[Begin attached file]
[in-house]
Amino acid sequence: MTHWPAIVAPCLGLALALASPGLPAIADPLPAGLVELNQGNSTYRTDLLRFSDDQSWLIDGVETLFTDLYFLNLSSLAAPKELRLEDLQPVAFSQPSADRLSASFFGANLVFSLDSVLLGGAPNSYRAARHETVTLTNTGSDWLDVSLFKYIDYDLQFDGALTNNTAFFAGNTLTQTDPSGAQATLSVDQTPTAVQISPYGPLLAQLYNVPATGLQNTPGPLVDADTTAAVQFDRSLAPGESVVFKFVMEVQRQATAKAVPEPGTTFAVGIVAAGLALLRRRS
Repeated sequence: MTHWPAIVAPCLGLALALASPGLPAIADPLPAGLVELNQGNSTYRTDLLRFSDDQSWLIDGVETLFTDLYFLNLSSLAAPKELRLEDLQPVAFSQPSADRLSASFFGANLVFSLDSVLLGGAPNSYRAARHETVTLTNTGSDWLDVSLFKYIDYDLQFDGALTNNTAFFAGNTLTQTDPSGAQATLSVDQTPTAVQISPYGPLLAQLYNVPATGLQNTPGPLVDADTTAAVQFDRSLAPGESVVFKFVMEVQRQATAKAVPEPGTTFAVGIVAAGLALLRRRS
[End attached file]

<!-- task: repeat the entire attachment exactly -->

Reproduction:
[in-house]
Amino acid sequence: MTHWPAIVAPCLGLALALASPGLPAIADPLPAGLVELNQGNSTYRTDLLRFSDDQSWLIDGVETLFTDLYFLNLSSLAAPKELRLEDLQPVAFSQPSADRLSASFFGANLVFSLDSVLLGGAPNSYRAARHETVTLTNTGSDWLDVSLFKYIDYDLQFDGALTNNTAFFAGNTLTQTDPSGAQATLSVDQTPTAVQISPYGPLLAQLYNVPATGLQNTPGPLVDADTTAAVQFDRSLAPGESVVFKFVMEVQRQATAKAVPEPGTTFAVGIVAAGLALLRRRS
Repeated sequence: MTHWPAIVAPCLGLALALASPGLPAIADPLPAGLVELNQGNSTYRTDLLRFSDDQSWLIDGVETLFTDLYFLNLSSLAAPKELRLEDLQPVAFSQPSADRLSASFFGANLVFSLDSVLLGGAPNSYRAARHETVTLTNTGSDWLDVSLFKYIDYDLQFDGALTNNTAFFAGNTLTQTDPSGAQATLSVDQTPTAVQISPYGPLLAQLYNVPATGLQNTPGPLVDADTTAAVQFDRSLAPGESVVFKFVMEVQRQATAKAVPEPGTTFAVGIVAAGLALLRRRS